Business-oriented groups said the vote on right to work couldn’t wait a few more months.

“Every day that goes by that our economic developers in this state cannot advertise Missouri as a right-to-work state prevents us from being able to take advantage of the right-to-work benefits,” said Ray McCarty with Associated Industries of Missouri, a business-lobbying group.

If Missourians keep right-to-work, the move would hardly be out of step with trends nationwide: 28 states have right-to-work laws.

Every state bordering Illinois has had right-to-work legislation go into effect in recent years except Missouri. When Indiana passed right to work in 2012, it ushered in a trend among Midwestern states. Wisconsin, Michigan and Kentucky have all approved right-to-work in the years since. But voters in Ohio took the opposite tactic, overturning a right-to-work law in 2011.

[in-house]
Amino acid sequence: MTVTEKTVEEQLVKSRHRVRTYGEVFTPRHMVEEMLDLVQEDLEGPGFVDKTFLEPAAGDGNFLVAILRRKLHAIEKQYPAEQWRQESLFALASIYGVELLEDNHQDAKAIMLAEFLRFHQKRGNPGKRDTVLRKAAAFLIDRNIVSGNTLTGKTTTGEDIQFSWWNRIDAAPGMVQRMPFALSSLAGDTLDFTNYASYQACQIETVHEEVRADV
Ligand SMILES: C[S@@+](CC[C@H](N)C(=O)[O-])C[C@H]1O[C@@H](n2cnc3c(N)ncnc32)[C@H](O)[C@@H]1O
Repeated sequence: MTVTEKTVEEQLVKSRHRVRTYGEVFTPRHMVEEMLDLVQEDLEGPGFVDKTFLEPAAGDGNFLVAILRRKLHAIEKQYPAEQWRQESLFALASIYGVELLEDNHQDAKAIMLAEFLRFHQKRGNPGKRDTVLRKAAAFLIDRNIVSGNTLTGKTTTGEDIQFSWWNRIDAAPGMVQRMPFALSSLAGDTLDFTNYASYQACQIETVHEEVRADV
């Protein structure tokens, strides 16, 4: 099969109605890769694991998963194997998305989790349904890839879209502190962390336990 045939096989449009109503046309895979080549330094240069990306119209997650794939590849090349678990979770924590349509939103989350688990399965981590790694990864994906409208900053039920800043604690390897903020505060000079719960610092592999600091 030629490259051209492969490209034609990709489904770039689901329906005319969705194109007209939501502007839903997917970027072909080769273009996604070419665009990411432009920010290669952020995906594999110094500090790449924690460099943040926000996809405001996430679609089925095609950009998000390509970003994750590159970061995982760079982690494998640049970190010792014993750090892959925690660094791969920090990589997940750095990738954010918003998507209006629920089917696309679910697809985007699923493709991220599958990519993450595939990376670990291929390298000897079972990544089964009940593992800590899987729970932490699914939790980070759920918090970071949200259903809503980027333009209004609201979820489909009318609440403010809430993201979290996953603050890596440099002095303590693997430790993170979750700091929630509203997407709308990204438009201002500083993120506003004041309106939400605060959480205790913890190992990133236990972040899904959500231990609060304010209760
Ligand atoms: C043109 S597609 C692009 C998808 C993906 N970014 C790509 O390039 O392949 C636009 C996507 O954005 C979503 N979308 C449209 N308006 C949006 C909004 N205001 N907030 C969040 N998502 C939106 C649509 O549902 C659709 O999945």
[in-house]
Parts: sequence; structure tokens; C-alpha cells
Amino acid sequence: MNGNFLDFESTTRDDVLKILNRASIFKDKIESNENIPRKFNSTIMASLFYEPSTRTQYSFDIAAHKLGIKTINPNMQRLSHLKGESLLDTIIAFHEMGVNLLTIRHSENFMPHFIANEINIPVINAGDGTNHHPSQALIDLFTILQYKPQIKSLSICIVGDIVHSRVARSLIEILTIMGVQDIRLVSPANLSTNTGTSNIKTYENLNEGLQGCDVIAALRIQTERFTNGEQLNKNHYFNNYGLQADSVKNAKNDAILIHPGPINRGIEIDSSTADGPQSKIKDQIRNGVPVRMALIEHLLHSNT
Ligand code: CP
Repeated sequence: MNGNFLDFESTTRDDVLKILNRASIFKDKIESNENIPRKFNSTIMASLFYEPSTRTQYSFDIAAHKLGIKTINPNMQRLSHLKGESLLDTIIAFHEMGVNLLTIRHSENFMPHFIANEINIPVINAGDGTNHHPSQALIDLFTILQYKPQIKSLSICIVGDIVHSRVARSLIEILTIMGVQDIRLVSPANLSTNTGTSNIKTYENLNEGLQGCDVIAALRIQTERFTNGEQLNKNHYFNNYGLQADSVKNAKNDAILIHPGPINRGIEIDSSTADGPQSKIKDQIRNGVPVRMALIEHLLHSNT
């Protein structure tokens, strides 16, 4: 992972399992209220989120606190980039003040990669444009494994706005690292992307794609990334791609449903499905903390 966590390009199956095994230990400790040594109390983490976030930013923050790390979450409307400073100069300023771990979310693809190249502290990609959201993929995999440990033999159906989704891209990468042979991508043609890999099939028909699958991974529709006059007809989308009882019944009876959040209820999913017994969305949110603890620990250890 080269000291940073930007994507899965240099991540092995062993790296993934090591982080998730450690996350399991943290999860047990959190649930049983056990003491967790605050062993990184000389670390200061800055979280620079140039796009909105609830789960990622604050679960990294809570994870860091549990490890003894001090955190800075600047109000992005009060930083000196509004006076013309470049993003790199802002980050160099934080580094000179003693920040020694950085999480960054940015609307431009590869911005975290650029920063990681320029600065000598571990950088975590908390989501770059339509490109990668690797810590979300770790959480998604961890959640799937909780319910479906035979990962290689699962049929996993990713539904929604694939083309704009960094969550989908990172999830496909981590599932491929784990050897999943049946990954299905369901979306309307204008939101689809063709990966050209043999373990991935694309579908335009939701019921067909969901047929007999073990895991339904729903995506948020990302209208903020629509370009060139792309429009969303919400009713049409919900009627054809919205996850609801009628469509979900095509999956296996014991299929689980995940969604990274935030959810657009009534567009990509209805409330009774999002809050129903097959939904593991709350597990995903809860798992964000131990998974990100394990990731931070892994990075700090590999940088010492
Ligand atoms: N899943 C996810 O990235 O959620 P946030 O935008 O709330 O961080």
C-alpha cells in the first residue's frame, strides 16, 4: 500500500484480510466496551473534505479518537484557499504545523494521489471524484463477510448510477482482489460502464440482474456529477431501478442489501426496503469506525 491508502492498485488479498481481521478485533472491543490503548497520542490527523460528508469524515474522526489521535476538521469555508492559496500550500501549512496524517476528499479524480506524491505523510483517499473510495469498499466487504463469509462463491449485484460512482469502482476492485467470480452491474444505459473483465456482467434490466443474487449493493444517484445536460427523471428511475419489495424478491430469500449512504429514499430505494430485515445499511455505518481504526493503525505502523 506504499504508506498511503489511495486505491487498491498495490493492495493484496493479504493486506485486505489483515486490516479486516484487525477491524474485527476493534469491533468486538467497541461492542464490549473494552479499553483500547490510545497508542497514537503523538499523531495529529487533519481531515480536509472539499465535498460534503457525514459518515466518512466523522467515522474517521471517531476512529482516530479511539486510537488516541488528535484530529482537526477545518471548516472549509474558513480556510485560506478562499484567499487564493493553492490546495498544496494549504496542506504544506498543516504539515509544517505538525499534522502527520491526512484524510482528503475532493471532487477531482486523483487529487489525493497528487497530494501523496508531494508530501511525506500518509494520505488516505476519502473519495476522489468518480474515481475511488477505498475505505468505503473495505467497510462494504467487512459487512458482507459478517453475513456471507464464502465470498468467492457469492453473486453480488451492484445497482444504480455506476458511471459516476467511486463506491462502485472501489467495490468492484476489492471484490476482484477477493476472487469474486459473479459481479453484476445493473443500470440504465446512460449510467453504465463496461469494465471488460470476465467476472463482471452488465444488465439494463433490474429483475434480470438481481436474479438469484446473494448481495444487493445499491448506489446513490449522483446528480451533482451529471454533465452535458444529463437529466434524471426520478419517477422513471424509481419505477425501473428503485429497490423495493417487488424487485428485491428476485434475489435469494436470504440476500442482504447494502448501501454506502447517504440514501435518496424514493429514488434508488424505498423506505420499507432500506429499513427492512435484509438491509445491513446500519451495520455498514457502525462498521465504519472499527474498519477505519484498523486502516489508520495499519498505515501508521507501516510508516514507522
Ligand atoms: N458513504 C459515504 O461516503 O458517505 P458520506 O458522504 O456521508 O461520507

Opponents of right-to-work call it “right to work for less” and argue that states with the law have lower average wages than states without. But supporters say that statistic is misleading because it counts large non-right-to-work states like California and New York, which have a higher cost of living and therefore higher wages than what you’d see in Missouri anyway.

National unions have poured millions of dollars into the Missouri campaign, and AFL-CIO President Richard Trumka joined County Executive Steve Stenger at a kickoff rally in June to denounce right-to-work as bad for Missouri.

Unions fear that right-to-work could lower union membership, damaging their ability to collectively bargain for their workers.

Union membership in Missouri rose to 9.9 percent of the work force, compared to 9.4 percent in 2009. In contrast, union membership in Indiana fell 12.5 percent this year to 8.9 percent, down from 10.4 percent in 2016.

“Right to work ends forced unionism and lets workers decide whether joining a union best serves their interests,” the free-market think tank Show Me Institute said in its 2018 Blueprint.

Whether or not the policy helps the state economically, principles demand that workers be given the freedom to decide whether to give their money to unions, the think tank said.